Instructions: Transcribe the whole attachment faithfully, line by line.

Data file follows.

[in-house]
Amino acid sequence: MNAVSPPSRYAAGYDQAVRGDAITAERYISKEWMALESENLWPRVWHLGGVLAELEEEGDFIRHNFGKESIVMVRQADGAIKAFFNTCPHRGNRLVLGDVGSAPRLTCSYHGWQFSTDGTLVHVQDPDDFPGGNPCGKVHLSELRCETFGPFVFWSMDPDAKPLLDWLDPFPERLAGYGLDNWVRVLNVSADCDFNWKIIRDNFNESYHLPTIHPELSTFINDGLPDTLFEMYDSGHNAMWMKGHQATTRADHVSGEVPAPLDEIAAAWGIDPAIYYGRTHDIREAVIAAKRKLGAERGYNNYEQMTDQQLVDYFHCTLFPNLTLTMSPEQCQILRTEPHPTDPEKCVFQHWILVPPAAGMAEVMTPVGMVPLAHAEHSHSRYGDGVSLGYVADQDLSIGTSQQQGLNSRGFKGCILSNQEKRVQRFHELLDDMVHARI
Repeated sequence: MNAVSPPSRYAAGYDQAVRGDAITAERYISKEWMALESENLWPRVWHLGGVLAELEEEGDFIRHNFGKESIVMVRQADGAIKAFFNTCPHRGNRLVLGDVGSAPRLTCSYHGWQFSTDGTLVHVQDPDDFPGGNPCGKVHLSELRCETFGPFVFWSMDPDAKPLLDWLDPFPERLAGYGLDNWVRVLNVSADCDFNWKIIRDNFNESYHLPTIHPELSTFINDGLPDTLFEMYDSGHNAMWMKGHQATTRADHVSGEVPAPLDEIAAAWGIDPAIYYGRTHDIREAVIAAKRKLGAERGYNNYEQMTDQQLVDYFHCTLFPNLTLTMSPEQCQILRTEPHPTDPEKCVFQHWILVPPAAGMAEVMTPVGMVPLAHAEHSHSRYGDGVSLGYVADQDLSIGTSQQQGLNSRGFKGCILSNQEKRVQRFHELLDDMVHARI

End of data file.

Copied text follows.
[in-house]
Amino acid sequence: MNAVSPPSRYAAGYDQAVRGDAITAERYISKEWMALESENLWPRVWHLGGVLAELEEEGDFIRHNFGKESIVMVRQADGAIKAFFNTCPHRGNRLVLGDVGSAPRLTCSYHGWQFSTDGTLVHVQDPDDFPGGNPCGKVHLSELRCETFGPFVFWSMDPDAKPLLDWLDPFPERLAGYGLDNWVRVLNVSADCDFNWKIIRDNFNESYHLPTIHPELSTFINDGLPDTLFEMYDSGHNAMWMKGHQATTRADHVSGEVPAPLDEIAAAWGIDPAIYYGRTHDIREAVIAAKRKLGAERGYNNYEQMTDQQLVDYFHCTLFPNLTLTMSPEQCQILRTEPHPTDPEKCVFQHWILVPPAAGMAEVMTPVGMVPLAHAEHSHSRYGDGVSLGYVADQDLSIGTSQQQGLNSRGFKGCILSNQEKRVQRFHELLDDMVHARI
Repeated sequence: MNAVSPPSRYAAGYDQAVRGDAITAERYISKEWMALESENLWPRVWHLGGVLAELEEEGDFIRHNFGKESIVMVRQADGAIKAFFNTCPHRGNRLVLGDVGSAPRLTCSYHGWQFSTDGTLVHVQDPDDFPGGNPCGKVHLSELRCETFGPFVFWSMDPDAKPLLDWLDPFPERLAGYGLDNWVRVLNVSADCDFNWKIIRDNFNESYHLPTIHPELSTFINDGLPDTLFEMYDSGHNAMWMKGHQATTRADHVSGEVPAPLDEIAAAWGIDPAIYYGRTHDIREAVIAAKRKLGAERGYNNYEQMTDQQLVDYFHCTLFPNLTLTMSPEQCQILRTEPHPTDPEKCVFQHWILVPPAAGMAEVMTPVGMVPLAHAEHSHSRYGDGVSLGYVADQDLSIGTSQQQGLNSRGFKGCILSNQEKRVQRFHELLDDMVHARI